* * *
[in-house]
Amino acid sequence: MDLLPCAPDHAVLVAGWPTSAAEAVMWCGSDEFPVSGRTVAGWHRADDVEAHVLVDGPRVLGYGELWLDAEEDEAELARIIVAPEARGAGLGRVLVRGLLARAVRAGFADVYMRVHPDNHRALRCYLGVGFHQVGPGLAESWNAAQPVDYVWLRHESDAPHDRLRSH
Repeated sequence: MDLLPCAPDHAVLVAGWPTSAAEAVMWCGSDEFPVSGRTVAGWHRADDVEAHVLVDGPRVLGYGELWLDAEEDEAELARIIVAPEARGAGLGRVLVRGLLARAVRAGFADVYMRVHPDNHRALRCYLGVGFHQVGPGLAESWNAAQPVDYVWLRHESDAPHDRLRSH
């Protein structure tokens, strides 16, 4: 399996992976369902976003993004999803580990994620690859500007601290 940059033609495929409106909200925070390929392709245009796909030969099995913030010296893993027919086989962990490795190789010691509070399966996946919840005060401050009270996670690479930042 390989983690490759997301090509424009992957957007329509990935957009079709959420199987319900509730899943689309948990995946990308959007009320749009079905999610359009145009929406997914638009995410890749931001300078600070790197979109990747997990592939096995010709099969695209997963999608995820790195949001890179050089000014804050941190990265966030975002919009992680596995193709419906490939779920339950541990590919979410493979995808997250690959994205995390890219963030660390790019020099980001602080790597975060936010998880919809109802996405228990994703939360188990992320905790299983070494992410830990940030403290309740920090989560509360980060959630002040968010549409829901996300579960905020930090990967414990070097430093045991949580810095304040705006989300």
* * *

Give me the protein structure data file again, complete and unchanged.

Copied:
[in-house]
Amino acid sequence: MDLLPCAPDHAVLVAGWPTSAAEAVMWCGSDEFPVSGRTVAGWHRADDVEAHVLVDGPRVLGYGELWLDAEEDEAELARIIVAPEARGAGLGRVLVRGLLARAVRAGFADVYMRVHPDNHRALRCYLGVGFHQVGPGLAESWNAAQPVDYVWLRHESDAPHDRLRSH
Repeated sequence: MDLLPCAPDHAVLVAGWPTSAAEAVMWCGSDEFPVSGRTVAGWHRADDVEAHVLVDGPRVLGYGELWLDAEEDEAELARIIVAPEARGAGLGRVLVRGLLARAVRAGFADVYMRVHPDNHRALRCYLGVGFHQVGPGLAESWNAAQPVDYVWLRHESDAPHDRLRSH
């Protein structure tokens, strides 16, 4: 399996992976369902976003993004999803580990994620690859500007601290 940059033609495929409106909200925070390929392709245009796909030969099995913030010296893993027919086989962990490795190789010691509070399966996946919840005060401050009270996670690479930042 390989983690490759997301090509424009992957957007329509990935957009079709959420199987319900509730899943689309948990995946990308959007009320749009079905999610359009145009929406997914638009995410890749931001300078600070790197979109990747997990592939096995010709099969695209997963999608995820790195949001890179050089000014804050941190990265966030975002919009992680596995193709419906490939779920339950541990590919979410493979995808997250690959994205995390890219963030660390790019020099980001602080790597975060936010998880919809109802996405228990994703939360188990992320905790299983070494992410830990940030403290309740920090989560509360980060959630002040968010549409829901996300579960905020930090990967414990070097430093045991949580810095304040705006989300």